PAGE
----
If I have the gift of prophecy and can fathom all mysteries and all knowledge, and if I have a faith that can move mountains, but do not have love, I am nothing.
– 1 Corinthians 13:2 (NIV)
Tod Bolsinger the Associate Professor of Leadership Formation at Fuller Theological Seminary recently presented on the concept of “how not to waste a crisis” at the Christian Schools Australia (CSA) conference in Cairns. His book Canoeing the Mountains outlines this concept and is pitched against the story of American explorers Lewis and Clark, who were given the mission of discovering a waterway that would lead all the way to the Pacific Ocean from the newly settled East coast of the US.
After paddling upstream for quite some time they came across unexpected terrain: the river stopped, and the Rocky Mountains began. They had been technically competent at paddling (the foundation for their mission), discovered good relationship with their team who were in good spirits, but now faced an enormous challenge: they had to lead their team to adapt, to become climbing canoeists!
At Swan Christian College, we regularly reflect on our team and our purpose in our school. In considering COVID-19 and lockdowns we acknowledge that we have navigated this crisis reasonably well with online learning and parents as facilitators and partners. In the post lockdown environment (mostly) as we examine the role of schools, we can conclude that learning can take place anywhere at any time. The question becomes, is the place of classroom teaching and learning still valid and are schools the best place for our young people to congregate, learn, grow, and move towards responsible adulthood.
If schools are only a place to impart and receive content and knowledge, they are probably redundant. We all know that Google is our teacher in many instances. Just ask anyone wanting to complete home renovations. However, if schools are a place where humanity is directly related to who I am with others (team), in community, and where character development is as important as cognitive growth, then schools very clearly have a vital place in society.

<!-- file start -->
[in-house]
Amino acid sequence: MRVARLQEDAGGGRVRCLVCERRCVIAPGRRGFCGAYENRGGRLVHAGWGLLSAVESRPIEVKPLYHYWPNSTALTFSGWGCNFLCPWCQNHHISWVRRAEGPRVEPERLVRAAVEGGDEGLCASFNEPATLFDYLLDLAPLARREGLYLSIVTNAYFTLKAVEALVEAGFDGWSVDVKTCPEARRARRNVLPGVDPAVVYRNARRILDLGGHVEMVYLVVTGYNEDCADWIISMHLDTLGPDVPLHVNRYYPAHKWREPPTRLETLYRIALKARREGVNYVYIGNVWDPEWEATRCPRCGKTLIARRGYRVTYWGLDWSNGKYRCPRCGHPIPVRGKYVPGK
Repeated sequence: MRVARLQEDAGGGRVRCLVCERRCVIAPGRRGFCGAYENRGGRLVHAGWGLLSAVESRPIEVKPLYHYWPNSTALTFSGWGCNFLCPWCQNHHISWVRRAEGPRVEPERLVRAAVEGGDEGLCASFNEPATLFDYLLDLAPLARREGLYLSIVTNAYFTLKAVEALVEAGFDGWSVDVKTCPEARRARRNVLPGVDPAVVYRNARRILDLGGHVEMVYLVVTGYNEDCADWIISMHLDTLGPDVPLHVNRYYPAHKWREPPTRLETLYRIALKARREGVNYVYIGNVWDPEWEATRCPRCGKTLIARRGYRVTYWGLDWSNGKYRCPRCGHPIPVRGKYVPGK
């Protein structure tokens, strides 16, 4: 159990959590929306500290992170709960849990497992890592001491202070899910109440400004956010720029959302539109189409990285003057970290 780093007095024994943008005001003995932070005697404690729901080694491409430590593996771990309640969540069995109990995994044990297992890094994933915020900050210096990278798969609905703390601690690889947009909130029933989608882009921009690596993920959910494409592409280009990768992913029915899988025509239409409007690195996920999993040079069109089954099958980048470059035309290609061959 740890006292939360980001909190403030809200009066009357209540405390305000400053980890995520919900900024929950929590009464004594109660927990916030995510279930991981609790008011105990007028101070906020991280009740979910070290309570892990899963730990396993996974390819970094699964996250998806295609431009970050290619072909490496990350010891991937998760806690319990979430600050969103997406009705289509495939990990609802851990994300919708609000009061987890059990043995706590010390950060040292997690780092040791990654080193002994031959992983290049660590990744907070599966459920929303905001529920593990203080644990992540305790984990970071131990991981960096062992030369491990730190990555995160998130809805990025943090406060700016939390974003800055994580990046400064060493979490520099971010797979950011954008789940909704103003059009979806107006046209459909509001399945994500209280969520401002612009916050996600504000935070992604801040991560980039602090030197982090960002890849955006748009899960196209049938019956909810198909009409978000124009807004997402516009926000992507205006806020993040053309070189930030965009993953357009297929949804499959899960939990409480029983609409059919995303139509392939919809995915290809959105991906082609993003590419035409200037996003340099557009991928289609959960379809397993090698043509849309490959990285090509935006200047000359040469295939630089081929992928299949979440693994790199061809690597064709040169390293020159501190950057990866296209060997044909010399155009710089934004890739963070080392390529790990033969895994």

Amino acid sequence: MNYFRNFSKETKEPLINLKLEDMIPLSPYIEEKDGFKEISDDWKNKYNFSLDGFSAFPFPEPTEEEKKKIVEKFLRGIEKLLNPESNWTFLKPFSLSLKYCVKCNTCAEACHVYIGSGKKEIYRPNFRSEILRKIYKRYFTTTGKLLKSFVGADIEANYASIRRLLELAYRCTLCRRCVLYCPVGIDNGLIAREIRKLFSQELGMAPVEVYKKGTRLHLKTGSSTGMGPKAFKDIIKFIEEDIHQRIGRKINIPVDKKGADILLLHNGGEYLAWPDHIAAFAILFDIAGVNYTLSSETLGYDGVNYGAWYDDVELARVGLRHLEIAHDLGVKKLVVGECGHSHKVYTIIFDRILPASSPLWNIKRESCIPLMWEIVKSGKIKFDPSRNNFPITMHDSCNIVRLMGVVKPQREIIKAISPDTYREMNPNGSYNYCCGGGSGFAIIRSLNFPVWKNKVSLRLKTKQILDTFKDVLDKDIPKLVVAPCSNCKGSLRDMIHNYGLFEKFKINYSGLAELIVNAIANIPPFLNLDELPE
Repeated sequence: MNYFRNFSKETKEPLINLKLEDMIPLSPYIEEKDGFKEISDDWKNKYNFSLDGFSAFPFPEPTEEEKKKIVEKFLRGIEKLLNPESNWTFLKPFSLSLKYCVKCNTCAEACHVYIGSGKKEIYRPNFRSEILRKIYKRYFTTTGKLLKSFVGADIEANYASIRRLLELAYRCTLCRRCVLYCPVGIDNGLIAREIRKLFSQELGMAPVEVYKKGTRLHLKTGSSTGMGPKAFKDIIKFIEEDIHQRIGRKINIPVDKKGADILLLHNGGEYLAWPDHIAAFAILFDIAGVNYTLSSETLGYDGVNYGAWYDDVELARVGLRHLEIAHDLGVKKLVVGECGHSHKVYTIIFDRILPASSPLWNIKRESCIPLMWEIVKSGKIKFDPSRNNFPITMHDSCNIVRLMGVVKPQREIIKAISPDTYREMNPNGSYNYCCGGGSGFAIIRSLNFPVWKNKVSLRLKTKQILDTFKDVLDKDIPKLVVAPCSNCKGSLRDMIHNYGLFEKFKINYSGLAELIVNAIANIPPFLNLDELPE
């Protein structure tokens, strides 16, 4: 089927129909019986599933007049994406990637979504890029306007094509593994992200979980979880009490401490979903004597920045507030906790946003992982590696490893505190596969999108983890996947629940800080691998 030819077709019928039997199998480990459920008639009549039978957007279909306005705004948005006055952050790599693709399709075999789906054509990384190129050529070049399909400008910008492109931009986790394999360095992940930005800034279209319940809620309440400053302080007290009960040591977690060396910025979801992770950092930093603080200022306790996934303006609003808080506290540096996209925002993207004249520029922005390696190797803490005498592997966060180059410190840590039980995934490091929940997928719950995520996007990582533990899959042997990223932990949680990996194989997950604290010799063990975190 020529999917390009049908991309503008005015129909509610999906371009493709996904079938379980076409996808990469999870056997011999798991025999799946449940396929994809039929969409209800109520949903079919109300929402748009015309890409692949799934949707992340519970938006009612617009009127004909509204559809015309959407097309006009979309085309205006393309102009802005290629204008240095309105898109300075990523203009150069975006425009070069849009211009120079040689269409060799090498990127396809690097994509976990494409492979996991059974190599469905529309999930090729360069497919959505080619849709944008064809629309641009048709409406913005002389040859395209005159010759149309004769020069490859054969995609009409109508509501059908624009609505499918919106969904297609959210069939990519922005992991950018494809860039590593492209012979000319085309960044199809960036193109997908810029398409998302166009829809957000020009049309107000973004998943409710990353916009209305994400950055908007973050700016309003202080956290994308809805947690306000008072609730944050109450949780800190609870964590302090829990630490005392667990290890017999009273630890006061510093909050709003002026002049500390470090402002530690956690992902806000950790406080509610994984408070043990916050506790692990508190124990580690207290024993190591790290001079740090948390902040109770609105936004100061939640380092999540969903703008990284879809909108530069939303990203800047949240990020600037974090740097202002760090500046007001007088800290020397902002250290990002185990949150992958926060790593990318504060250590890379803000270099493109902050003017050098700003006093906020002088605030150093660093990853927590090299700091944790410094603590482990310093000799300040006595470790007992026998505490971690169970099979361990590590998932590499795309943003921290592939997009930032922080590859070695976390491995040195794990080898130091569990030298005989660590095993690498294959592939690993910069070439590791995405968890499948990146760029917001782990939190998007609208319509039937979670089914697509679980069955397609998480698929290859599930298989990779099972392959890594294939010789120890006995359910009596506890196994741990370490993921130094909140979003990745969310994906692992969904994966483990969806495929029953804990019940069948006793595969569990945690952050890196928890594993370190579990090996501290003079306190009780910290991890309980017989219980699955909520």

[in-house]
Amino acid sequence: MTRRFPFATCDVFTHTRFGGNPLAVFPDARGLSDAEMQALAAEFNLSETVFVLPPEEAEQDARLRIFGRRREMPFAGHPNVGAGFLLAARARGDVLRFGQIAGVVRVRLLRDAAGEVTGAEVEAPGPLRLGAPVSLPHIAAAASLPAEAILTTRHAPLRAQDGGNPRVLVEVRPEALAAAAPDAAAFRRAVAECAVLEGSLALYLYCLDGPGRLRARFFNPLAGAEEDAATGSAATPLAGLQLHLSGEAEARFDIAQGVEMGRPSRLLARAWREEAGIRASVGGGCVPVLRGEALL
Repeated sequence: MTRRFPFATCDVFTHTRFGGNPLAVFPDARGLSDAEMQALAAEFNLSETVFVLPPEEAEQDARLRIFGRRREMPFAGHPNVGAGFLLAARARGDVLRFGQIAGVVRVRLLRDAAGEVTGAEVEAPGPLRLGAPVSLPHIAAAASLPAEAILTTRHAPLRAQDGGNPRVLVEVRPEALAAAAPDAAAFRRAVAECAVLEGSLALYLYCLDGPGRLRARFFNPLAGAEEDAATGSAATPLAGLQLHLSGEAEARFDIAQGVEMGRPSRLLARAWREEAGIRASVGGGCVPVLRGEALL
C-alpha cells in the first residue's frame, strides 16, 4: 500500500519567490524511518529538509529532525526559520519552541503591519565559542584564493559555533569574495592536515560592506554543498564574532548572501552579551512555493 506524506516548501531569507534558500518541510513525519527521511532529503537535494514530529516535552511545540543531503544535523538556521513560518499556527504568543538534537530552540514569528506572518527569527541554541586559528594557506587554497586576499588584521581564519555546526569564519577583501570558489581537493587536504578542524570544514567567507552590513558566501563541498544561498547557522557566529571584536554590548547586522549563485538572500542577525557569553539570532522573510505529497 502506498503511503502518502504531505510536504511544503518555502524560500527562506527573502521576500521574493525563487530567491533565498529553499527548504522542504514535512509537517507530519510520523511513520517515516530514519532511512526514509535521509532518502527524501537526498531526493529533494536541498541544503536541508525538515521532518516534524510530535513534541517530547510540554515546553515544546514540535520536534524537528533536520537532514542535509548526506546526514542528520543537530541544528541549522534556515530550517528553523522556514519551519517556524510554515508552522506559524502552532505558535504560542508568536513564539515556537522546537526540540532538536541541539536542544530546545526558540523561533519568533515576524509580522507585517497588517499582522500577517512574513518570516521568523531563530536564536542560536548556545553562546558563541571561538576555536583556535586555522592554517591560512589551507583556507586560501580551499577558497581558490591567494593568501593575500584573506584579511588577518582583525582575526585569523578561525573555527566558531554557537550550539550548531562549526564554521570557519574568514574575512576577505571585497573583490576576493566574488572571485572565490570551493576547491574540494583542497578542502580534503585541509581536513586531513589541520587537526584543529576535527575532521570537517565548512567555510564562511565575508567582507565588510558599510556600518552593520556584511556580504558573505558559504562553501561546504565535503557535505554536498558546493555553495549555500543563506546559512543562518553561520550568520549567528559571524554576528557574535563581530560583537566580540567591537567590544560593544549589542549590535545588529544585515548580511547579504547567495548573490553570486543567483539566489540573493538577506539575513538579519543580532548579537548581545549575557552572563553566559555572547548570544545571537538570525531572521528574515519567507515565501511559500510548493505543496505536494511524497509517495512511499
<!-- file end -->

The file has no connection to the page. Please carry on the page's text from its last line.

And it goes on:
This last semester has shown this humanity (with others, in community, developing character) in abundance as we have seen our sporting teams outperform their competitors. Congratulations to our Junior School students who won the WACSSA (WA Christian School Sports Association) cross carnival and our Senior School students who won the ACC (Associated & Catholic Colleges) Athletics Carnival.
Several sporting achievements and events were recently celebrated in our Sports Awards assembly, which was an exciting evening hosting one of our past students and YouTube sensation, Derek Herron. Derek together with Brett Stanford, and Scott Gaunson have become a sensation in achieving success in creativity and innovation by filming unbelievable feats of successful basketball hoop shots. In Derek’s words: I love life, the Lord and How Ridiculous. The acknowledgement of the Lord by Derek and his TEAM in How Ridiculous seem to point to his success and may we say his success in graduating from Swan Christian College.
TEAM, the concepts of with others, in community with perseverance and resilience (character) along with knowing God are part of the make-up of our school. Curriculum and learning of course are the given. Some say that TEAM stands for together everyone achieves more! Perhaps schools are important and relevant after all as they provide opportunities to work in teams.
Tod and Derek say good relationships in teams and loving the Lord are the ingredients to successfully navigating mountains and our purpose. Paul in the verse quoted above, refers to the ability to conquer mountains but that love is our purpose. I trust that at Swan we can capture these truths of working together in community, displaying healthy relationships, and caring for one another with love. In this way we will achieve more for the wellbeing of the children in our care.